The History of VIA Rail Canada
Before the creation of VIA Rail Canada in 1977, passenger rail services were provided by the two main railways of Canada, Canadian National (CN) and Canadian Pacific (CP) using their respective railways and equipment. However, the 1960s saw a sharp decrease in the number of passengers, making those services unprofitable to their respective providers (at the time, both CN and CP were crown corporations, making them accountable to the Canadian government). Both railways pressured the government in discontinuing their passenger service, Pierre-Elliot Trudeau's government creates VIA Rail Canada on January 12, 1977, which would rely on CN's and CP's assets to function at first, using a mixed fleet of rail cars and locomotives.
With the creation of VIA Rail Canada, passenger rail becomes an essential service to Canadians, with the explicit mandate to offer service from an ocean to another. In 1978, VIA Rail Canada officially takes over the passenger rail operations of CN and CP. Initially, the network would essentially cover all the passenger routes served by the former passenger railways, though over the following decades, many of the services were discontinued due to lack of ridership, funding, and deteriorating condition along certain corridors.
While VIA Rail Canada relied on the mixed fleet acquired from CN and CP, in 1981, they received their first new equipment, the LRC train sets. The same year, the first trans-border train between the US and Canada, the Maple Leaf, was launched by Amtrak and VIA between Toronto and New York City, a service that still runs to this day. In 1984, the national headquarters were established at Place Ville Marie, in Montreal, where they still are to this day.
The rest of the 20th century was mostly focused on VIA Rail Canada's expanding their service offering, mostly with the introduction of more luxurious travel options (now known as Sleeper Plus onboard The Canadian), and commitment to excellence through their various initiatives.
Throughout their existence, VIA Rail Canada's funding was primarily done through federal subventions to cover the gap between revenues and costs, meaning VIA relies on the political will of those in power. In periods of recession, their funding saw considerable cuts that reduced service throughout the country. In January 1990, VIA Rail Canada's operations were slashed by 55% at the demand of the Ministry of Transports. This resulted in the discontinuation of various routes, bringing the network to its current form.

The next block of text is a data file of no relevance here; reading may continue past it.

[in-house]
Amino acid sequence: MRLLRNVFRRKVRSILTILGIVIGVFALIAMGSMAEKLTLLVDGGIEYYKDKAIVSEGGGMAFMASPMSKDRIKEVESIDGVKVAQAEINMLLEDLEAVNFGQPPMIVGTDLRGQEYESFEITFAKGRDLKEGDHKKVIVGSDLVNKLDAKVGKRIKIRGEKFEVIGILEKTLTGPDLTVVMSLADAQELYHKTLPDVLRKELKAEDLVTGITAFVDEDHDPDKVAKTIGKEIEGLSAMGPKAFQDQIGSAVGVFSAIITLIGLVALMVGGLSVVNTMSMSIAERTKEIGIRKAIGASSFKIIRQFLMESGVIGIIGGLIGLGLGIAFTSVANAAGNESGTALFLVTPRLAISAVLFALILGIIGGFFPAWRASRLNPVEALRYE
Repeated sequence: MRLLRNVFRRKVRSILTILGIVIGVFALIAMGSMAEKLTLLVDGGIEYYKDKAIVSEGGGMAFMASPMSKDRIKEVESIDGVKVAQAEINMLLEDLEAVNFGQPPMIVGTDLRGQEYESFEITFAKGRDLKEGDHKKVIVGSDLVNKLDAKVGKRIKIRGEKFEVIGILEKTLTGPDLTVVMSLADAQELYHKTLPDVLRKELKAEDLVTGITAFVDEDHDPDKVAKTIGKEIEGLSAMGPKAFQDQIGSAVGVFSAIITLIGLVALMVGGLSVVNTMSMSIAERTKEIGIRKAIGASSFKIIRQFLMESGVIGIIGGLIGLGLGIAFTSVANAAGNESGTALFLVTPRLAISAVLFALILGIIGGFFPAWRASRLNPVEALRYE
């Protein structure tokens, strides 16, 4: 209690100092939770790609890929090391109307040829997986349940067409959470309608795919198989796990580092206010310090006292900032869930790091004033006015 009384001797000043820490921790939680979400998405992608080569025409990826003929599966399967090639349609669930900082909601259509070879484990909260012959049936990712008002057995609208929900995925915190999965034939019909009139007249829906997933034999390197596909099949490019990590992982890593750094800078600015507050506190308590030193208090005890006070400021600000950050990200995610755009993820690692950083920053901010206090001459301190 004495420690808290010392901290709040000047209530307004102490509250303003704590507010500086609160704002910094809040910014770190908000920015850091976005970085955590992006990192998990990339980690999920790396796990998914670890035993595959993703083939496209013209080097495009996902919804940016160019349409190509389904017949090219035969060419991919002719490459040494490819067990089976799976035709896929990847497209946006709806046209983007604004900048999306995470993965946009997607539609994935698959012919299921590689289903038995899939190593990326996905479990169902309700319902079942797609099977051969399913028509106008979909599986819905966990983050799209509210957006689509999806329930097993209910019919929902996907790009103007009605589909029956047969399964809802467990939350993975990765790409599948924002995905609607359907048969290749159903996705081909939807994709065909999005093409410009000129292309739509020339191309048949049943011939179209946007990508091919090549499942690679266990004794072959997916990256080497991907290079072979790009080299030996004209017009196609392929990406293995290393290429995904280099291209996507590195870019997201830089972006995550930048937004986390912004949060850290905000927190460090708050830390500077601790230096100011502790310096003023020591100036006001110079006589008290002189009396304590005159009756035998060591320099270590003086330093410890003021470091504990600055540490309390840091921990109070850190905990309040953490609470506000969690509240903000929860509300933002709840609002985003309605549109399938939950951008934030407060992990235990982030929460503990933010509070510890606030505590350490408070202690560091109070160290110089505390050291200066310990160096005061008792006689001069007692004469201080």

In the early 2000s, VIA Rail Canada took an increasingly important towards reducing their environmental impact, with the acquisition of new locomotives and emphasizing the environmental benefit of train service over other means of transport. This also coincided with the introduction of new equipment along most of its route. Once again, VIA Rail Canada saw a funding freeze leading to the cancellation of various projects and routes, mainly touristic ones. This cut in funding led to deferred maintenance and other issues while ridership continued increasing. In 2007, 691 million were provided over five years to resolve maintenance issues and proceed with the refurbishment of ageing equipment. Once again in the 2010s, VIA Rail Canada saw further service cuts due to funding and maintenance issues throughout the network. However, several improvements to service offering occurred in the Corridor restoring former services and new trips between Montreal, Ottawa and Toronto.
As part of increased funding and VIA Rail Canada's cost-cutting efforts, ridership continued to increase throughout most of the 2010s, leading to another need for more modern equipment with higher capacity and speed. In 2018, a contract was awarded to Siemens to replace the ageing Corridor fleet. At the same time, VIA Rail Canada's proposal for dedicated rail lines in the Corridor, High-Frequency Rail (HFR) was further developed to allow higher service speeds and frequencies, to improve on-time performance to over 95% and a reduction in travel time.